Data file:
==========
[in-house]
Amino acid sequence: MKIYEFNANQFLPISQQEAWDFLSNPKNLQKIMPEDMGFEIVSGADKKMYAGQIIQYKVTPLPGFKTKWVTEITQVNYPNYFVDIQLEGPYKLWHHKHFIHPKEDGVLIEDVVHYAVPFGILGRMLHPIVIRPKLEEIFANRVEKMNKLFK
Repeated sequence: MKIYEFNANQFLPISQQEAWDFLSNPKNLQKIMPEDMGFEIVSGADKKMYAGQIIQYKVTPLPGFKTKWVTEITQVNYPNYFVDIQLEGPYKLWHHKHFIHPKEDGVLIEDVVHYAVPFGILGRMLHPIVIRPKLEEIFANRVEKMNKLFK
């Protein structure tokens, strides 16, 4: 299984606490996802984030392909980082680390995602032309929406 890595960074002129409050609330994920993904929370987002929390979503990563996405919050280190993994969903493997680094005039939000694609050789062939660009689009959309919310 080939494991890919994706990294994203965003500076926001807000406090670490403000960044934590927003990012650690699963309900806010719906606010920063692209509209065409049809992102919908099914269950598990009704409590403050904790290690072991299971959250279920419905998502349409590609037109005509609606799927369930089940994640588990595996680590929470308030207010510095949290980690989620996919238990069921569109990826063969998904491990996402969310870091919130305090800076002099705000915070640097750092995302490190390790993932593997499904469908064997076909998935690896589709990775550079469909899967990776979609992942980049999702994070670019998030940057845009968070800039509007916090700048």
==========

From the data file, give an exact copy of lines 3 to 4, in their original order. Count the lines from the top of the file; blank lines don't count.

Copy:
Repeated sequence: MKIYEFNANQFLPISQQEAWDFLSNPKNLQKIMPEDMGFEIVSGADKKMYAGQIIQYKVTPLPGFKTKWVTEITQVNYPNYFVDIQLEGPYKLWHHKHFIHPKEDGVLIEDVVHYAVPFGILGRMLHPIVIRPKLEEIFANRVEKMNKLFK
């Protein structure tokens, strides 16, 4: 299984606490996802984030392909980082680390995602032309929406 890595960074002129409050609330994920993904929370987002929390979503990563996405919050280190993994969903493997680094005039939000694609050789062939660009689009959309919310 080939494991890919994706990294994203965003500076926001807000406090670490403000960044934590927003990012650690699963309900806010719906606010920063692209509209065409049809992102919908099914269950598990009704409590403050904790290690072991299971959250279920419905998502349409590609037109005509609606799927369930089940994640588990595996680590929470308030207010510095949290980690989620996919238990069921569109990826063969998904491990996402969310870091919130305090800076002099705000915070640097750092995302490190390790993932593997499904469908064997076909998935690896589709990775550079469909899967990776979609992942980049999702994070670019998030940057845009968070800039509007916090700048």